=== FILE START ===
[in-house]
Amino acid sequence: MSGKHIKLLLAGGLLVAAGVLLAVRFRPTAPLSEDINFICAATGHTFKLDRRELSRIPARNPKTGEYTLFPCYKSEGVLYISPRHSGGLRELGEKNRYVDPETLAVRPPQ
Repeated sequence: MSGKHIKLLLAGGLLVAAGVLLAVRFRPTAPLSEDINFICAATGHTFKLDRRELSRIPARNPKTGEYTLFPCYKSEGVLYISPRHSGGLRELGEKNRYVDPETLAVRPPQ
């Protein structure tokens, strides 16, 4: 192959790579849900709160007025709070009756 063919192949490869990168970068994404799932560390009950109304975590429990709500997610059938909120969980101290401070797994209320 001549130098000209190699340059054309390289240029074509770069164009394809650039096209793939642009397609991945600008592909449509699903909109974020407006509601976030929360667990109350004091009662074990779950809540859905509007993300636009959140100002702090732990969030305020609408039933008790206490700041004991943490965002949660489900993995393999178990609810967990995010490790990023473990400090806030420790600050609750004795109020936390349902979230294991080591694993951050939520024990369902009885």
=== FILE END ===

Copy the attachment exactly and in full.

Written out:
[in-house]
Amino acid sequence: MSGKHIKLLLAGGLLVAAGVLLAVRFRPTAPLSEDINFICAATGHTFKLDRRELSRIPARNPKTGEYTLFPCYKSEGVLYISPRHSGGLRELGEKNRYVDPETLAVRPPQ
Repeated sequence: MSGKHIKLLLAGGLLVAAGVLLAVRFRPTAPLSEDINFICAATGHTFKLDRRELSRIPARNPKTGEYTLFPCYKSEGVLYISPRHSGGLRELGEKNRYVDPETLAVRPPQ
């Protein structure tokens, strides 16, 4: 192959790579849900709160007025709070009756 063919192949490869990168970068994404799932560390009950109304975590429990709500997610059938909120969980101290401070797994209320 001549130098000209190699340059054309390289240029074509770069164009394809650039096209793939642009397609991945600008592909449509699903909109974020407006509601976030929360667990109350004091009662074990779950809540859905509007993300636009959140100002702090732990969030305020609408039933008790206490700041004991943490965002949660489900993995393999178990609810967990995010490790990023473990400090806030420790600050609750004795109020936390349902979230294991080591694993951050939520024990369902009885």